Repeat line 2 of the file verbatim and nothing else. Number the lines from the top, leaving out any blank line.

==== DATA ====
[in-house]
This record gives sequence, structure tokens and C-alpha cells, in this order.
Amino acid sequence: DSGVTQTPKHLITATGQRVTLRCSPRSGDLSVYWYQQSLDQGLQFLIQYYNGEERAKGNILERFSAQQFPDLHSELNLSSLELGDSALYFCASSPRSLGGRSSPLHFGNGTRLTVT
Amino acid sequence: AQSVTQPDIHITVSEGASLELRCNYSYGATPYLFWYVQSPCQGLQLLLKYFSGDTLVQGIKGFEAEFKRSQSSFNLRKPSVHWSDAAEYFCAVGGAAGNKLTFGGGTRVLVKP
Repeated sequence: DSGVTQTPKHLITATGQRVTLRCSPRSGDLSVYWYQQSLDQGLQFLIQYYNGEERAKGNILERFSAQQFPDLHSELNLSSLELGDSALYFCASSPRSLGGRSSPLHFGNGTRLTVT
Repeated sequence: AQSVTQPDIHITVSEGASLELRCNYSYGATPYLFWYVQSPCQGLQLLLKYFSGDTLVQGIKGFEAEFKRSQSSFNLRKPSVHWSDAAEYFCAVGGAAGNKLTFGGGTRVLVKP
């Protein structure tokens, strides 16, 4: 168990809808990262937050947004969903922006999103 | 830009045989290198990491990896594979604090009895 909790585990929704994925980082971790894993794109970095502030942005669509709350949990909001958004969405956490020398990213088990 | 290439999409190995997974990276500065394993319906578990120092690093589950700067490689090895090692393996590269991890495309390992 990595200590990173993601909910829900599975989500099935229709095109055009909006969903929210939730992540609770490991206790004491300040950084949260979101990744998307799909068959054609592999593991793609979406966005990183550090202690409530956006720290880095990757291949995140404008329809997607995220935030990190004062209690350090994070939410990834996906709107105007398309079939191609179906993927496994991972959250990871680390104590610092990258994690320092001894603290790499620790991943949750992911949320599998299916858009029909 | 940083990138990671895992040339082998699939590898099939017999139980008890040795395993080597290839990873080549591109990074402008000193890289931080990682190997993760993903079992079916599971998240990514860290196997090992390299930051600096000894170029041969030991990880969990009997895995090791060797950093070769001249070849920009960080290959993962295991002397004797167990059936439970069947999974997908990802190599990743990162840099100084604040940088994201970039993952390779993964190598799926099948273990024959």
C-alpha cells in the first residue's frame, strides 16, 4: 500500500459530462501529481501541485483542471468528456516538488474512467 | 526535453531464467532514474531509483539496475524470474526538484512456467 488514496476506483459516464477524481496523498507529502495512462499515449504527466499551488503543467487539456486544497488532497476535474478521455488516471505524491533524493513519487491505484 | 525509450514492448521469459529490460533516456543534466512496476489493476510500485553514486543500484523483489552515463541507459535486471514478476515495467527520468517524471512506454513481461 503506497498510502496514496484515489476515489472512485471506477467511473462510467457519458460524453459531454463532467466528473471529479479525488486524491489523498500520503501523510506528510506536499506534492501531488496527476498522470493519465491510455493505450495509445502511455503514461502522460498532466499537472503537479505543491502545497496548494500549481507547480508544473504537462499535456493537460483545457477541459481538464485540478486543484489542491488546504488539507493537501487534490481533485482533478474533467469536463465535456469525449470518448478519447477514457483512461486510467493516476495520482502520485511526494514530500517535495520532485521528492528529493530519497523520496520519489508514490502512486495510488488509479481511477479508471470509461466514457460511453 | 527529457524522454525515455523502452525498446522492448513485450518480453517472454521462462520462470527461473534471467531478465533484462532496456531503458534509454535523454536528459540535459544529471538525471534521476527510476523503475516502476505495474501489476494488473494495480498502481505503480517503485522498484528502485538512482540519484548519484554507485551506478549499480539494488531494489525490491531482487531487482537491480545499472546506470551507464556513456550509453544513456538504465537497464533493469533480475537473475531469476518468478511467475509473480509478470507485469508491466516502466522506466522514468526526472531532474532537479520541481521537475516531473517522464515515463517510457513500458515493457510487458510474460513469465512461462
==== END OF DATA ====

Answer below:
This record gives sequence, structure tokens and C-alpha cells, in this order.